Second, I think that Astro City has lost sight of two of the features that made it great. One of Astro City’s strengths was its view-from-the-street perspective. Another was its sense of joy and wonder. These also happen to be traits that it inherited from Marvels.
Marvels introduced Phil Sheldon, a New York City photographer who took pictures of superheroes. We saw their world from his perspective. Astro City had that same perspective. We saw what a superhero world was like from the point-of-view of a hotel doorman, a woman riding the bus, a father new to town and a public defender. Astro City did more than that. We also watched through the eyes of a superhero daughter who wanted to experience real kindergarten, a cartoon lion and a busboy-turned-sidekick. But even when the protagonist was a superhero, Astro City always managed to keep that view-from-the-street perspective. We followed a superhero’s dreams in one issue and his date in another, not his battles.
The Dark Age has gotten away from that. Charles and Royal Williams started out as view-from-the-street protagonists. They were a beat cop and a minor criminal, and we saw the world through their eyes. They’ve moved on from there. But even in the second book, they were relatable as regular guys. One was a flunky in a super-villain mob. The other was a newbie in a paramilitary organization. Yet they moved on from there as well. The further they’ve moved up the food chain, the further they’ve moved away from the readers. We can no longer relate to their position, their obsession or their lust for vengeance. We’ve lost our point-of-view characters. And, as a result, we’ve lost interest.
Astro City was also one of the books that brought a sense of wonder back to comics after the hard-edged approaches inspired by Watchmen and The Dark Knight Returns. It had joy. It had awe. It reminded us of what it was like to be a kid dreaming of flying. It reminded us of how cool it would be to be a superhero. It also had depth and maturity. We felt sad for Samaritan even as we wanted to be him. But we still wanted to be him.
The Dark Age has lost some of that sense of wonder. It isn’t gone completely. There are still those cool moments when we can imagine what it would be like to
be a superhero. But that joy is often overshadowed. The Dark Age has a more pessimistic view, evidenced in its title. This darker tone creates a disconnection for fans looking for that sense of wonder that Astro City once championed. It creates a further disconnection for fans who don’t happen to think that Ghost Rider and the Punisher heralded the demise of superheroes. The Blue Shield and Street Angel are cool characters yet The Dark Age sometimes seems to discourage us from liking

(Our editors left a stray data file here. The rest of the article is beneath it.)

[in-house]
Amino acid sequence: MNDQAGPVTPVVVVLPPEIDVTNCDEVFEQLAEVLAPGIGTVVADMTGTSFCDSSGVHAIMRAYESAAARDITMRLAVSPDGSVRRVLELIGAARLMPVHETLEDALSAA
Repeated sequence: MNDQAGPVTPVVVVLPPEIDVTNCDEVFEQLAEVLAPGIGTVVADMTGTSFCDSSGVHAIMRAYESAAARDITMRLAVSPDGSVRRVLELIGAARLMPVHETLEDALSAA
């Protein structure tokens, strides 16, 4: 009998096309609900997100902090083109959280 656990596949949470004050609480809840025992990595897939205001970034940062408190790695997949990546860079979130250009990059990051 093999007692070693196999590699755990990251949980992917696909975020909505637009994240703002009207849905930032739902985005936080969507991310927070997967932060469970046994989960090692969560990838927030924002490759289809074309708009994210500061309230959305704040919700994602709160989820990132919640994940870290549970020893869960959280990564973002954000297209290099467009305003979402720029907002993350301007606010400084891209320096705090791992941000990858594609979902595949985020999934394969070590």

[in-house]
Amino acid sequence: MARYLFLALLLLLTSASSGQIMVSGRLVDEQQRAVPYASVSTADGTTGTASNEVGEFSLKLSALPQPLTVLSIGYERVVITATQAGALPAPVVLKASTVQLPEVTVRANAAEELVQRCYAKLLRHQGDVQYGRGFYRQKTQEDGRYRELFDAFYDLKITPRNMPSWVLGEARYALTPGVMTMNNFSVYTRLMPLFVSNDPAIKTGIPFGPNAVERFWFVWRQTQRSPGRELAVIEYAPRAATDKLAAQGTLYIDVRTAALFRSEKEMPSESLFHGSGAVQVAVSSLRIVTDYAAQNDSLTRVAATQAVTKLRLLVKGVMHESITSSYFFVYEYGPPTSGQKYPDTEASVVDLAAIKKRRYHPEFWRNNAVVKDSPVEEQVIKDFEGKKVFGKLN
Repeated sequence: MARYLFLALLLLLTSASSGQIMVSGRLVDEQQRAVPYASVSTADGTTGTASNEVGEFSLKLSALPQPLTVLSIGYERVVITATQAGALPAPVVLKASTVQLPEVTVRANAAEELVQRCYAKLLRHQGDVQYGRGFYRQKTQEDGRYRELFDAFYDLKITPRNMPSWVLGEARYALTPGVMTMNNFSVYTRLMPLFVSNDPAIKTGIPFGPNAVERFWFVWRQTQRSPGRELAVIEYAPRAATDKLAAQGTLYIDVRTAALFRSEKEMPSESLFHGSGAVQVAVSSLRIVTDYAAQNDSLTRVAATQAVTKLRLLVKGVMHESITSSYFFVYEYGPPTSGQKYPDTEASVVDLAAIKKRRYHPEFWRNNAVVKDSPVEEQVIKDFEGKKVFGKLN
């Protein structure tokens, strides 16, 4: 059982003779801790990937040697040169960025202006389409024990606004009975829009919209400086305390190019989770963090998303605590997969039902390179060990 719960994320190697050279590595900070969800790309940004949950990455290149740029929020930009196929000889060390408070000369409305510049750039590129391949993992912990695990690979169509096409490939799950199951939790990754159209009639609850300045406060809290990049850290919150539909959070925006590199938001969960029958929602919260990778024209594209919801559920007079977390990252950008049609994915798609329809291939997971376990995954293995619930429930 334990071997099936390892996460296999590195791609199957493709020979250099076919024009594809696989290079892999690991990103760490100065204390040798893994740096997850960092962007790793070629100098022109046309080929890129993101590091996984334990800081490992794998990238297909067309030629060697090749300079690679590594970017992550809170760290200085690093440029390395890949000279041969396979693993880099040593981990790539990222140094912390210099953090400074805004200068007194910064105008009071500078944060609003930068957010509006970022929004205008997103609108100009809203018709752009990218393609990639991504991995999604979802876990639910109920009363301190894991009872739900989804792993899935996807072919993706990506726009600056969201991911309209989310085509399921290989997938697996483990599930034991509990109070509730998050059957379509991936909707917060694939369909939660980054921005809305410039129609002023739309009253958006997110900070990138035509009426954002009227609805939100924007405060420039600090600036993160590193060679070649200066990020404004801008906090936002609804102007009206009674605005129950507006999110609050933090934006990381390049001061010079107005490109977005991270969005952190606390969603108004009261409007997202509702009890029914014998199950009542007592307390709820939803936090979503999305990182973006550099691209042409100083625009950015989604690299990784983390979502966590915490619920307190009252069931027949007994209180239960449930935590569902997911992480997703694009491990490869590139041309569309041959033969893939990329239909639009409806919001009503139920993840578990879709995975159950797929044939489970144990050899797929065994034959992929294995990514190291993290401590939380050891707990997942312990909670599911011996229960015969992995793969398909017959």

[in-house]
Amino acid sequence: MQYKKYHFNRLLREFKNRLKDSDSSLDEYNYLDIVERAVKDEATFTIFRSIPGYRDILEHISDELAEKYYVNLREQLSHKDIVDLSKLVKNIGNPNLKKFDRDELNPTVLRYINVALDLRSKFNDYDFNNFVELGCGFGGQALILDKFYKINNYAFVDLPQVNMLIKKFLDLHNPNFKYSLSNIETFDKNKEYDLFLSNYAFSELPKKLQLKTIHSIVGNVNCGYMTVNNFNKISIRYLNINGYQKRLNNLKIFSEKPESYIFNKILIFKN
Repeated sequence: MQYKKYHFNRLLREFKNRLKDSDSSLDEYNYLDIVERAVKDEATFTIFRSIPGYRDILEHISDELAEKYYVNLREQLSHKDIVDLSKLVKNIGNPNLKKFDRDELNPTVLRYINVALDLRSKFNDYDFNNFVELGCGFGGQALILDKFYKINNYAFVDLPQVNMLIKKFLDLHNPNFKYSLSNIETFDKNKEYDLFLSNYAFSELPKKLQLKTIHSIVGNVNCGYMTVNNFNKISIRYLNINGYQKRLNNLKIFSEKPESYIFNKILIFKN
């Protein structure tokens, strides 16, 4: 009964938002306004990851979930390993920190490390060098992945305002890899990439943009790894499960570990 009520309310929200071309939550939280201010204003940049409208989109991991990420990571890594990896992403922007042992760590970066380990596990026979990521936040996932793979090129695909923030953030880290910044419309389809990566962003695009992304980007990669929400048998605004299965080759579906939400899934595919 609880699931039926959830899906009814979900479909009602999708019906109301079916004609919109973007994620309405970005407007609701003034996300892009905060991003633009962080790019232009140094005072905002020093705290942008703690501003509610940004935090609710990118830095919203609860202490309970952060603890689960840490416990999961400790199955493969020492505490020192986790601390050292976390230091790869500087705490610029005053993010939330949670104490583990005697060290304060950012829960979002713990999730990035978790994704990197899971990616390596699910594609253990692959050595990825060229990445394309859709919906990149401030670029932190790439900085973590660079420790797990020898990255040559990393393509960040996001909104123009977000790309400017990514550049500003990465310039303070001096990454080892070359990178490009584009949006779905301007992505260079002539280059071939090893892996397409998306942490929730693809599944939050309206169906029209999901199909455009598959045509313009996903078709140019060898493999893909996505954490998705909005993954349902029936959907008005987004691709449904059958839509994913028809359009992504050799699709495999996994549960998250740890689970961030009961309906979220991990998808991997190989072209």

them or even being fascinated by them. In a way, The Dark Age is like a
grumpy old fan yelling at those young kids to get off of his lawn. It expresses discontent, when what we used to love about it was its sense of wonder.
That isn’t to say The Dark Age has been all bad. I’m impressed by its creativity. Kurt Busiek has introduced a whole slew of characters, many of whom represent the milieu of the late ‘70s and early ‘80s. I already mentioned Blue Shield and Street Angel. Hellhound has a great Ghost Rider vibe. The Apollo 11
would fit in well with Marvel’s Cosmic comics. There’s Simon Magus, Starfighter, the Green Man and Mirage.
Astro City’s Dark Age also has a wonderful design sense. Alex Ross has contributed some of his best covers for this series. I appreciate the way that each Book has had its own cover dress. I liked the two or three color palettes for the covers of Book Two. Plus, I think that artists Alex Ross and Brent Anderson have done a great job of designing the characters. Simon Magus has a great look. The Blue Shield is certainly memorable. And I loved the use of neon in the costume for Mirage. There’s no question that Astro City has continued to be wonderful to
look at it. It’s a feast for the eyes. It’s just too bad that the story has
so many shortcomings in terms of plot, point-of-view, tone and length.
Who knows? Maybe I’ll change my mind if I re-read this epic. As I noted earlier, it worked for The Tarnished Angel and Camelot Falls. But, for now, I’m deeply disappointed in The Dark Age.